links for 2009-03-27

  • And producing an intolerant list like this is a way of getting off MY Twitter list! Seriously, if you’re going to suck the life out of something to this extent and leave precious little you allow others to do, then maybe social media’s not really your thing after all. [UPDATE: if you look at the comment to this blog post you’ll see I’ve been quite rightly taken to task for misinterpreting/misrepresenting what was intended as a lighthearted blog post. I had a sense of humour failure and this bookmark note comes across far harsher and more bad tempered than I ever intended, and no disrepsect was meant toward the original author. FWIW I only bookmarked this one because it happened to be particularly well-written, too!]
  • Directgov goes over to the dark side … (using the new IE ‘accelerator’ tools to pre-empt a user’s search terms and help them find what you are looking for more easily.
  • “Distorting condom science” sounds like it should be a GCSE strand … It shoudln’t be a surprise that the Pope doesn’t have a working knowledge of or appreciation of science. It is, after all, religion’s arch enemy.
  • It’s too easy to dismiss modern tests and dumbed-down and I take the “golden memories” of old people (including myself) with a pinch of salt – things were rarely so much better “back when I were a lad.” But the examples of GSCE questions cited here really are shockingly low-brow.
  • Michael Gove’s head explodes at the prospect of Twitter being taught in schools.
  • The police “suspect your neighbours” posters take paranoia to a whol new art form – and are right for spoofing. Although you suspect the police may take soom of these remixes as serious ideas for the next round of posters ….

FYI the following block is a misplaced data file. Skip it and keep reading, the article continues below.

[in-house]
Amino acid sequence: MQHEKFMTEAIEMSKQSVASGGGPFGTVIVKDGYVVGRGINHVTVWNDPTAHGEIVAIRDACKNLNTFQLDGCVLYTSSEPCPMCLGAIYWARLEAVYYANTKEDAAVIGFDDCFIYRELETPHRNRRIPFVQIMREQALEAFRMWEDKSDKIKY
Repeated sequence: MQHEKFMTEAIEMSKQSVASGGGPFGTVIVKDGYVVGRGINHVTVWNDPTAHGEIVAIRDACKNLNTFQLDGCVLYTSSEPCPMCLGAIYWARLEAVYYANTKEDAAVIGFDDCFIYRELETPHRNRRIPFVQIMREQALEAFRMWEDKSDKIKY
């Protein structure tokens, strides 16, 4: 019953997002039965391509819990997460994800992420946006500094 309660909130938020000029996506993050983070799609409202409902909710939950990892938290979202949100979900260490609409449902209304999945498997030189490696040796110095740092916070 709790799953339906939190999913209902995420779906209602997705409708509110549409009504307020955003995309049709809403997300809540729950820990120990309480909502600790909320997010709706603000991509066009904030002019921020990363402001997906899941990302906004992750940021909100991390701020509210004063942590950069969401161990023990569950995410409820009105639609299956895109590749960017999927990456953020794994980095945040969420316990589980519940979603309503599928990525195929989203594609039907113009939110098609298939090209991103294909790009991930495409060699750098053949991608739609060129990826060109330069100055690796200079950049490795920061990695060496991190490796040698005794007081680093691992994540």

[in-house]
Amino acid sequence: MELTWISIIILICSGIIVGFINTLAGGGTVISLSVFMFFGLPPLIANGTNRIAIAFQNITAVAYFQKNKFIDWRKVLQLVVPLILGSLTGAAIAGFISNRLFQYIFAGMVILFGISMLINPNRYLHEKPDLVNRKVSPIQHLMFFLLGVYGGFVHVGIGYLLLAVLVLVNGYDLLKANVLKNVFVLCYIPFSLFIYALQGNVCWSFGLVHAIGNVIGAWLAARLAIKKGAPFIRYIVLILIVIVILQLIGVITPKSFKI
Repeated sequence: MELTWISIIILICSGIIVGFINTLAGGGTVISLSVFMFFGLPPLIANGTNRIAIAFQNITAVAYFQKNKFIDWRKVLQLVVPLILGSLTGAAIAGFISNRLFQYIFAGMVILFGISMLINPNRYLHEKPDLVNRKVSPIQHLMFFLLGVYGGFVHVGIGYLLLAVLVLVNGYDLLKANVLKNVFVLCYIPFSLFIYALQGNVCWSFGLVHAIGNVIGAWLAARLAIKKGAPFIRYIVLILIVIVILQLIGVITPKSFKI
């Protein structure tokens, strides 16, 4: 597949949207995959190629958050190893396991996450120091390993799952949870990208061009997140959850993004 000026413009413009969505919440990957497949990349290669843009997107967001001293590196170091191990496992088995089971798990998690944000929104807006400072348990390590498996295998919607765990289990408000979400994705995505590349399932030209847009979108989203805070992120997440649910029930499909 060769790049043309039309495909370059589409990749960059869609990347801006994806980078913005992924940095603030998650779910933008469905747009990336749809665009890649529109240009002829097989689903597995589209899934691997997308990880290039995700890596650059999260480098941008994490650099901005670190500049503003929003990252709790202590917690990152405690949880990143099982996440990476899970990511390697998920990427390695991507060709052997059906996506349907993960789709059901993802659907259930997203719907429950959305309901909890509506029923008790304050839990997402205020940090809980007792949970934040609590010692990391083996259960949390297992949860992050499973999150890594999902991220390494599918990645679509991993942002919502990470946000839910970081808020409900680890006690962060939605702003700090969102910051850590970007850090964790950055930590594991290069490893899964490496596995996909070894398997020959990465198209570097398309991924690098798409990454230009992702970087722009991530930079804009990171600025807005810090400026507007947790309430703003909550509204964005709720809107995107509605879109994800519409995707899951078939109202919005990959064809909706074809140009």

1. Meg

    Hello – just to clarify: the list of things about Twitter that I made, which you linked to above, isn’t about restricting people’s use of it, as I made clear in the post. I was just saying that there were some habits/behaviours that some people occasionally do on Twitter which get a bit annoying for me, personally, and I’d rather opt out from people who are doing that, however nice they are.

    Just as there are some people on Facebook who do a lot of quizzes, or people on Flickr who post a lot of HDR photos of graveyards or whatever. Not everything people do on or in social media sites is to everyone’s taste – the great thing about social media is that people find natural niches – groups of others who are also doing the things you do or liking the things you like.

    I absolutely believe that no-one needs to stop doing what they want to do, or using Twitter however they want to use it. But please understand if I choose to opt out of watching (or listening to) them do it.

  2. andrewlewin

    Many thanks for your comment, and for the follow up blog post going into further detail.

    I completely agree with your sentiment that everyone should be free to use Twitter as they wish; and of course that also includes the freedom to decide who to follow based on whatever criteria they wish to use.

    Sorry for taking your original post so grumpily; the bookmark comment was never intended as harshly as it clearly reads, I just didn’t put much thought into the text as I should have done.

    I’ve added a note to the blog post to correct the misinterpretation (although I’ve left the original comment intact – I don’t want it to appear that I’m trying to sanitise my mistakes!) and amended the link itself as well.

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